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Perception of Risk

Paul Slovic
Science
New Series, Vol. 236, No. 4799 (Apr. 17, 1987), pp. 280-285
Stable URL: http://www.jstor.org/stable/1698637
Page Count: 6
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Perception of Risk
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Abstract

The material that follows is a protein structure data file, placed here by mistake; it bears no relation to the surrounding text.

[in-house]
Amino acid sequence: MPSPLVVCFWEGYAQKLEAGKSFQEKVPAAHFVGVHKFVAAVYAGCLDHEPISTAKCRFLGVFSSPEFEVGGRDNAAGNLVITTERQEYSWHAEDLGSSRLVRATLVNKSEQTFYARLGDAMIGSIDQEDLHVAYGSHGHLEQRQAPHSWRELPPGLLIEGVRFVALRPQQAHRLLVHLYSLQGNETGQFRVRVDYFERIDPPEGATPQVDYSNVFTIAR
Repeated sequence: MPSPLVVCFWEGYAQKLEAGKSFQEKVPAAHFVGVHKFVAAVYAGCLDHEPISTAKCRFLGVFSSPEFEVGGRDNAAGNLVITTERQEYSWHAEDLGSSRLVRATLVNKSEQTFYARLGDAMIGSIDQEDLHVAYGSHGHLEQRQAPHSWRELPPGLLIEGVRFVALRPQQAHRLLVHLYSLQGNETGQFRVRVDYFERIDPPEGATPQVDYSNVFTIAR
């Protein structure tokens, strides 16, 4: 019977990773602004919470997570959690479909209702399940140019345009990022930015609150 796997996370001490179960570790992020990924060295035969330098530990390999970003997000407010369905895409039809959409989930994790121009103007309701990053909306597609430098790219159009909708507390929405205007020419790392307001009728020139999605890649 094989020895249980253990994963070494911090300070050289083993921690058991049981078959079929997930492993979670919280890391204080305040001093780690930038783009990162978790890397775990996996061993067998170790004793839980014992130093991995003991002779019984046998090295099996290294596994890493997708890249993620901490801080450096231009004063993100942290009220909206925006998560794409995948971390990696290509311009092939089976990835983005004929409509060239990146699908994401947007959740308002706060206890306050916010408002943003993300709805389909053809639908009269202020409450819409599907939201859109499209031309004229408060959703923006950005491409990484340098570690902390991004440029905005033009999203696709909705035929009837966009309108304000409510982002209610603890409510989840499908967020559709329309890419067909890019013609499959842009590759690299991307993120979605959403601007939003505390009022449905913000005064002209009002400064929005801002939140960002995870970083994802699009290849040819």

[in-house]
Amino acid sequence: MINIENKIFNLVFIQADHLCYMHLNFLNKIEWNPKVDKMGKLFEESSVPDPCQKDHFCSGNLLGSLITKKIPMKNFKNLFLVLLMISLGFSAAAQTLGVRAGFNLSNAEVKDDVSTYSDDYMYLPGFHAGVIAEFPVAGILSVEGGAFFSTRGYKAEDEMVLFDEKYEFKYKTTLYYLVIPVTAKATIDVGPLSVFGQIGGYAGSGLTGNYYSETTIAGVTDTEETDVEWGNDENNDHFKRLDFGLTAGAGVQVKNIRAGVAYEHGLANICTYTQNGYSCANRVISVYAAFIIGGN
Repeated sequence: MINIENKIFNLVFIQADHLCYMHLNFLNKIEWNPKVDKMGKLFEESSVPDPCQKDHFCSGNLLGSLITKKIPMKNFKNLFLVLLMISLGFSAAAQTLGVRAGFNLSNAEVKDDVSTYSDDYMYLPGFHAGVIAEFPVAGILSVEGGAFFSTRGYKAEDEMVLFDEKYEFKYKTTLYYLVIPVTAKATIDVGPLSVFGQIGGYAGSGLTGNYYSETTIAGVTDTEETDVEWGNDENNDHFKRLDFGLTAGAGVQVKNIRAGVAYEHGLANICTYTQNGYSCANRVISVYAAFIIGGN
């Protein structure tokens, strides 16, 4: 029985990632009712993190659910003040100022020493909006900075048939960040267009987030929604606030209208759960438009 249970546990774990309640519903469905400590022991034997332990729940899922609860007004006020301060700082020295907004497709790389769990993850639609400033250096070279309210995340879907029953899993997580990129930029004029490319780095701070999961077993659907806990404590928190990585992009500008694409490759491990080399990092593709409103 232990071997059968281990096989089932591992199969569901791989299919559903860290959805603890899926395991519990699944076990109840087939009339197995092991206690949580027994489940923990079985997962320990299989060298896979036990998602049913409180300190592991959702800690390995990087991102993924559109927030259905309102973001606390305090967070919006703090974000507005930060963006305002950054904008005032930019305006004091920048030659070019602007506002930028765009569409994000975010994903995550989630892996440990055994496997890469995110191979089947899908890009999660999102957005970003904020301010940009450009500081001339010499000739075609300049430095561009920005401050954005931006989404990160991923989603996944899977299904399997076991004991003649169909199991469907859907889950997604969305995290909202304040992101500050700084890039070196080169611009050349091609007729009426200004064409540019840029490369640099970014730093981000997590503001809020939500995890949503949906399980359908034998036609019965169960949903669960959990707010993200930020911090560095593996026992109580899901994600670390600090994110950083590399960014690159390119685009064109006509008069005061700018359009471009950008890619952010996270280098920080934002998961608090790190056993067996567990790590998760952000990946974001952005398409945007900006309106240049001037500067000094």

Studies of risk perception examine the judgments people make when they are asked to characterize and evaluate hazardous activities and technologies. This research aims to aid risk analysis and policy-making by (i) providing a basis for understanding and anticipating public responses to hazards and (ii) improving the communication of risk information among lay people, technical experts, and decision-makers. This work assumes that those who promote and regulate health and safety need to understand how people think about and respond to risk. Without such understanding, well-intended policies may be ineffective.

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